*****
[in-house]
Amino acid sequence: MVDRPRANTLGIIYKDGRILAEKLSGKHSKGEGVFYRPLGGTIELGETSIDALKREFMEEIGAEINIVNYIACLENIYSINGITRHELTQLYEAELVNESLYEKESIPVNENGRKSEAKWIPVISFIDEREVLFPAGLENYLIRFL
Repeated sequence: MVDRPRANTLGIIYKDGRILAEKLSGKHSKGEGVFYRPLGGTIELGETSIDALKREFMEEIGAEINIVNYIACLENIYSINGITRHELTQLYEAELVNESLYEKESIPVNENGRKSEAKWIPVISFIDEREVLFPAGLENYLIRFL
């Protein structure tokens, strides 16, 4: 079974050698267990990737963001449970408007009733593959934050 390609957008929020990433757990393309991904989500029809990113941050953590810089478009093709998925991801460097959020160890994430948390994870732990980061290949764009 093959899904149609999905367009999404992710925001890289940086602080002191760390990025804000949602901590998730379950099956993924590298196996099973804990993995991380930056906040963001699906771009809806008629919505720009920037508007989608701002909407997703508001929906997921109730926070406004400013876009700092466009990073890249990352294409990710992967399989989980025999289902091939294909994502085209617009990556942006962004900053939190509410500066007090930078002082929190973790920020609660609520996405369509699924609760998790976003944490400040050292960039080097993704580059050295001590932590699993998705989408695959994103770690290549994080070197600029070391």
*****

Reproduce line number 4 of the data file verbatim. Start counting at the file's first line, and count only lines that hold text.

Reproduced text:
């Protein structure tokens, strides 16, 4: 079974050698267990990737963001449970408007009733593959934050 390609957008929020990433757990393309991904989500029809990113941050953590810089478009093709998925991801460097959020160890994430948390994870732990980061290949764009 093959899904149609999905367009999404992710925001890289940086602080002191760390990025804000949602901590998730379950099956993924590298196996099973804990993995991380930056906040963001699906771009809806008629919505720009920037508007989608701002909407997703508001929906997921109730926070406004400013876009700092466009990073890249990352294409990710992967399989989980025999289902091939294909994502085209617009990556942006962004900053939190509410500066007090930078002082929190973790920020609660609520996405369509699924609760998790976003944490400040050292960039080097993704580059050295001590932590699993998705989408695959994103770690290549994080070197600029070391």